Defending world champion Bin Feng from China took third place with a seasonal best of 68.20m. This year’s NCAA champion Jorinde Van Klinken from the Netherlands finished fourth with a seasonal best of 67.20m.
Men’s 3000 metres steeplechase:
Olympic champion Soufiane El Bakkali won his third consecutive global gold medal in 8:03.53 following his triumphs at the Olympic Games in Tokyo 2021 and at the World Championships in Eugene 2022.
Soufiane El Bakkali: “After winning in Eugene last year I am really proud to bring home another gold. I had great preparations for these championships but today’s field was very strong with athletes like Lamecha. I came ready and prepared and believed I could win. This medal gives me additional motivation for the Olympic Games in Paris. I want to win there too”.
World record holder Lamecha Girma had to settle for his fourth global silver medal with 8:05.44. Girma broke two world records in the indoor 3000 metres in Liévin with 7:23.81 and in the 3000 metres steeplechase in Paris Charlety with 7:52.11. Abraham Kibiwot from Kenya won the bronze medal in 8:11.98 outsprinting his compatriot Leonard Kipkkemboi Bett (8:12.26). George Beamish from New Zealand crossed the finish-line with 8:13.46 ahead of Ryuji Miura from Japan (8:13.70).
Lamecha Girma: “This is my fourth global silver medal but I am satisfied by every single race against El Bakkali. The weather today was a bit hot, but the final was pretty good. I still aim to win gold at the World Championships or Olympic Games. Nothing has changed in my goals. Maybe, I became more motivated for next year”.
Men’s 400 metres semifinals:
Twenty-one year-old Antonio Watson from Jamaica smashed his PB by four tenths of a second to 44.13 to win the first semifinal ahead of Vernon Norwood (44.26) and Wayde Van Niekerk (44.65).
World bronze medallist Matthew Hudson Smith won the second semifinal with 44.26 breaking Thomas Schoenlebe’s European record. Three-time world medallist Kirani James from Grenada took second place with 44.58. Havard Bentdal Ingvaldsen from Norway dipped again under 45 seconds with 44.70 two days after improving his PB to 44.39 in the heats.
Quincy Hall took the win in the third semifinal with 44.43 beating Sean Bailey from Jamaica (44.94m). Yuki Joseph Nakajima improved his PB to 45.04 to take third place ahead of Davide Re from Italy (45.29). Olympic champion Steven Gardiner from Bahamas did not finish the race due to an injury on his harmstring.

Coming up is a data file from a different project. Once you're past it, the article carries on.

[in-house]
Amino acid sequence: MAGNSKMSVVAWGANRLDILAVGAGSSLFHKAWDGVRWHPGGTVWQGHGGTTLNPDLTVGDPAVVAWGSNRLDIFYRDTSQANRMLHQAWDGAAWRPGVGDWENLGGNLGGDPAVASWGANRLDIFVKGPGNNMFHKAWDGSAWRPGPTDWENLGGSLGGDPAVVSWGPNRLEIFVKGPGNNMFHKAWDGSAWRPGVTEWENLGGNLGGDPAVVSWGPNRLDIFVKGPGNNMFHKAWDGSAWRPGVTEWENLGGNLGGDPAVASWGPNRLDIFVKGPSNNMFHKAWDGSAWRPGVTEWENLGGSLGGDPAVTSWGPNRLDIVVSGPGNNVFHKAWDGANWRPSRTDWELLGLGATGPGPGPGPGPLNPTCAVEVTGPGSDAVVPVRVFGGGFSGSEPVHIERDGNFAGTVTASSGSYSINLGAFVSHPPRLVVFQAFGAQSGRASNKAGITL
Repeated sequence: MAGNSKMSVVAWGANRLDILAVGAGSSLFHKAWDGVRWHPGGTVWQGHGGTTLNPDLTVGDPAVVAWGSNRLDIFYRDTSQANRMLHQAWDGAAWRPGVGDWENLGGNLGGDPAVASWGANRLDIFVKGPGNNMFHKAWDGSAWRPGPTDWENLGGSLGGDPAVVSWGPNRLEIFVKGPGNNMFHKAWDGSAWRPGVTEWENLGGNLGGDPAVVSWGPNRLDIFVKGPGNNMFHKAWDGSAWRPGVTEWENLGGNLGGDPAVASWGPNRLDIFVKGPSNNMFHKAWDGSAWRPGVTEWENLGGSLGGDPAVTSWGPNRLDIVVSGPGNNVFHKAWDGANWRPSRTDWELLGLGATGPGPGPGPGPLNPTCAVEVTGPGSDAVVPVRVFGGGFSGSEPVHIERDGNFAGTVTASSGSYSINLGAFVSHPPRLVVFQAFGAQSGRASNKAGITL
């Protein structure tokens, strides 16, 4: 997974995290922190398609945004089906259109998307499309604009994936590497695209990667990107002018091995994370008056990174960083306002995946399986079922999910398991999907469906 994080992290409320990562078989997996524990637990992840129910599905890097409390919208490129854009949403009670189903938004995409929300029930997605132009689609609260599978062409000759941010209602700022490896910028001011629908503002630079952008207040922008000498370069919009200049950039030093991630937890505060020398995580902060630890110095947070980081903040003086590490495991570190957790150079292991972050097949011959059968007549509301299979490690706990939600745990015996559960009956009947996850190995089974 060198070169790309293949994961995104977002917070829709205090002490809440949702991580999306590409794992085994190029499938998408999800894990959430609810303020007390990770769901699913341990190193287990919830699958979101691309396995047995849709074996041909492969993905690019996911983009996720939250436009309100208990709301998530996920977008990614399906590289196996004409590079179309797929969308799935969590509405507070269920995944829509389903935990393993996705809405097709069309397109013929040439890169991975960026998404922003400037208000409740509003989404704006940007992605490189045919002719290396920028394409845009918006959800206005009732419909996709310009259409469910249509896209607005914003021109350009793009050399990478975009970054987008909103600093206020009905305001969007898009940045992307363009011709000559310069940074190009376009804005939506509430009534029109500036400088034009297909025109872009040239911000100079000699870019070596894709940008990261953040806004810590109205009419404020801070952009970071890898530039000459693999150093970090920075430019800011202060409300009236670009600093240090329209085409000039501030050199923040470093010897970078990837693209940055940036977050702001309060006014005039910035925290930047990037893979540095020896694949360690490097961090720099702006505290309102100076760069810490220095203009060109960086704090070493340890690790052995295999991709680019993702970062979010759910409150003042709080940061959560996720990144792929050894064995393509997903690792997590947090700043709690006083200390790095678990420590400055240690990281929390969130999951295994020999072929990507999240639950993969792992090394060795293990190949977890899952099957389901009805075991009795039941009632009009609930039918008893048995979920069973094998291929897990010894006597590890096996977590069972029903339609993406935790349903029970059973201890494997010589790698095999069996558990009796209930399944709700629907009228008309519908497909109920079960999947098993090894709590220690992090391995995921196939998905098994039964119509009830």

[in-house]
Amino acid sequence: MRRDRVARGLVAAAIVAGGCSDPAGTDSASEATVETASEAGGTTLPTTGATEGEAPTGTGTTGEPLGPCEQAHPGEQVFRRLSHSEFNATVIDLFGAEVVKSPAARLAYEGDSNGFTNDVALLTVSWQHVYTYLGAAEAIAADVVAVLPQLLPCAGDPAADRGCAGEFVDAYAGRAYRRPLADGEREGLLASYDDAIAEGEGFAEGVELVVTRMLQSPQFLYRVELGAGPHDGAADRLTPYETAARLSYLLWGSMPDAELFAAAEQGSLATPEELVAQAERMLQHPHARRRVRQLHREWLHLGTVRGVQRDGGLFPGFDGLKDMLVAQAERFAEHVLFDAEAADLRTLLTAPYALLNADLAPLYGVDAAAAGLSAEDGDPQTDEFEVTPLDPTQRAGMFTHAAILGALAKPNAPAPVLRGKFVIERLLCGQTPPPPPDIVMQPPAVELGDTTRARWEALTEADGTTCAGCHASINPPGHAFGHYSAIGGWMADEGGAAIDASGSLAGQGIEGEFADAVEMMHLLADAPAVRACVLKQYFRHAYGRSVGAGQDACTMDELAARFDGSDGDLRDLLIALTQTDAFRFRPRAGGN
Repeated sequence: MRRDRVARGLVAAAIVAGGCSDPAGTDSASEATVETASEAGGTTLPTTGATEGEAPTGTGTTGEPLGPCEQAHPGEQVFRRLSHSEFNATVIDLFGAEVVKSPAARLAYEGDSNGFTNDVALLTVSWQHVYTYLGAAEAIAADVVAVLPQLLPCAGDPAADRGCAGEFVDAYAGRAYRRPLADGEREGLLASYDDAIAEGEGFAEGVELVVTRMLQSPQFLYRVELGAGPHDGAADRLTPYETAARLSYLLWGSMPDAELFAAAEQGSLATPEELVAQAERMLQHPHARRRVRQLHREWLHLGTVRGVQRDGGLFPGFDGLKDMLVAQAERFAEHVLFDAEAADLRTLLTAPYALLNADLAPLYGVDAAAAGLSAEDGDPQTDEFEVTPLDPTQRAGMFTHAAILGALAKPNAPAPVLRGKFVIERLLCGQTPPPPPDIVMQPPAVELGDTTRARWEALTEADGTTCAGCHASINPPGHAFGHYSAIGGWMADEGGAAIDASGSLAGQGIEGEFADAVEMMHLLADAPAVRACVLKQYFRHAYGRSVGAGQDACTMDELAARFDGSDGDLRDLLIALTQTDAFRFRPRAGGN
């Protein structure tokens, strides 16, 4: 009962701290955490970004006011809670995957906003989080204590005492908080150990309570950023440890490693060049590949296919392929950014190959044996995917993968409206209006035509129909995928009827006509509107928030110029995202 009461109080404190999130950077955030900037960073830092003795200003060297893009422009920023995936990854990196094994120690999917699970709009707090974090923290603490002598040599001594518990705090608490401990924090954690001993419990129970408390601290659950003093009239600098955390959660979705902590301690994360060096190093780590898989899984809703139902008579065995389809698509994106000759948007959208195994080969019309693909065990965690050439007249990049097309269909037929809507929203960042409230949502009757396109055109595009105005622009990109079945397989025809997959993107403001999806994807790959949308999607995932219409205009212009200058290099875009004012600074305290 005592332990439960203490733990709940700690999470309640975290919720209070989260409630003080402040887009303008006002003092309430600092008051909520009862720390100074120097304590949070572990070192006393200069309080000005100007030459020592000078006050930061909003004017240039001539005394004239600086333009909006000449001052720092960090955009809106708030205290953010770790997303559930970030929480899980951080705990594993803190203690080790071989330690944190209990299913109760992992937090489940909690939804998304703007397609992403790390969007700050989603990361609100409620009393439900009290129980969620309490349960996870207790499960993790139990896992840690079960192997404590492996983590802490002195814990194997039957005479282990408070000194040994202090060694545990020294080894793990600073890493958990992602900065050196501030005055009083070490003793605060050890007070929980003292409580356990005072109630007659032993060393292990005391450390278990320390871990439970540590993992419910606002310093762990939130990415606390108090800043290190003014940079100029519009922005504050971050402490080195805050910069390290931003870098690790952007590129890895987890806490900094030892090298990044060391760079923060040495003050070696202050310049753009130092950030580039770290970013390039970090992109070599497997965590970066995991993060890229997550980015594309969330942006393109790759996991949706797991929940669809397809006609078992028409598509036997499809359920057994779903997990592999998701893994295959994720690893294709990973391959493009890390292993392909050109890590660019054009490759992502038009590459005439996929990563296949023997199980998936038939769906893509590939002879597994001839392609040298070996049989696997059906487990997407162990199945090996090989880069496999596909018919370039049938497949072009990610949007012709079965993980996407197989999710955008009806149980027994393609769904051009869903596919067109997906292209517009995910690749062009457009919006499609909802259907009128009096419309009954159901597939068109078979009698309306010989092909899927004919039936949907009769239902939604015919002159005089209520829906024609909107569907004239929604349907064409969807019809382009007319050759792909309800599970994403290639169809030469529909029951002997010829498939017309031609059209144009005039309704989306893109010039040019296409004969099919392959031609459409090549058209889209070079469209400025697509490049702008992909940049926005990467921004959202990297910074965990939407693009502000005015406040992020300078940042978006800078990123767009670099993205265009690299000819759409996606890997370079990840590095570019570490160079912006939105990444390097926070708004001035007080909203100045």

Women’s 400 metres hurdles semifinals:
Shamier Little clocked the fastest time in the semifinals of the women’s 400 metres hurdles with 52.81. Kemi Adekoya from Barhein improved her Asian record with 53.30. Janieve Russell from Jamaica qualified as the fastest non automatic qualifier with 53.69. Ayomide Folorunso from Italy also reached her first world final improving the national record to 53.89.
European record holder Femke Bol clocked 52.96 to win the second semifinal. Andreanette Knight from Jamaica took second place with 53.72 beating Olympic silver medallist Dalilah Muhammad, who did not get through to the final with her third place in 54.19.
Rushell Clayton from Jamaica, world bronze medallist in Doha, won the first semifinal in the women’s 400 metres hurdles with 53.30. Anna Cockrell took second place in 53.63.
Women’s 100 metres hurdles:
Ackera Nugent from Jamaica edged USA’s Masai Russell in the first heat with the same time of 12.60. Sarah Lavin from Ireland finished third in 12.69 ahead of Cyrena Samba (12.71)
Former world champion Nia Ali clocked 12.55 to win the second heat ahead of European gold medallist Pia Skrzyszowska from Poland (12.65).
Former world record holder Kendra Harrison set the fastest time in the women’s 100 metres hurdles in 12.21, missing her lifetime best by just one hundredth of a second. World indoor silver medallist Devynne Charlton from the Bahamas improved the national record to 12.44 beating Danielle Williams (12.51).
Olympic champion Jasmine Camacho Quinn from Puerto Rico claimed the win the fourth heat in 12.50 ahead of Nadine Visser from the Netherlands (12.65) and European under 23 champion Ditaji Kambundji from Switzerland (12.71).
Reigning world champion and world record holder Tobi Amusan claimed the win in the fifth heat with 12.48 edging Olympic bronze medallist Megan Tapper from Jamaica (12.51) and Michelle Jennecke from Australia (12.71).
Men’s 800 metres heats:
Emmanuel Wanyonyi set the fastest time in the women’s 800 metres in 1:44.92 ahead of France’s Gabriel Tual (1:45.10) and Italy’s Catalin Tecuceanu (1:45.31).
Mateusz Borkowski from Poland took the win the second heat in 1:45.40 edging Max Burgin (1:45.43).
Kenya’s Alex Ngeno Kipngetich won a slow heat in 1:47.63 holding Djamel Sedjati from Algeria (1:47.87) and Saul Ordonez from Spain (1:47.87).
Adrian Ben from Spain launched his kick in the final straight to win the fourth heat in 1:45.37 ahead of Bryce Hoppel.
Marco Arop from Canada won the seventh heat in 1:45.05 beating Italy’s Simone Barontini (1:45.21).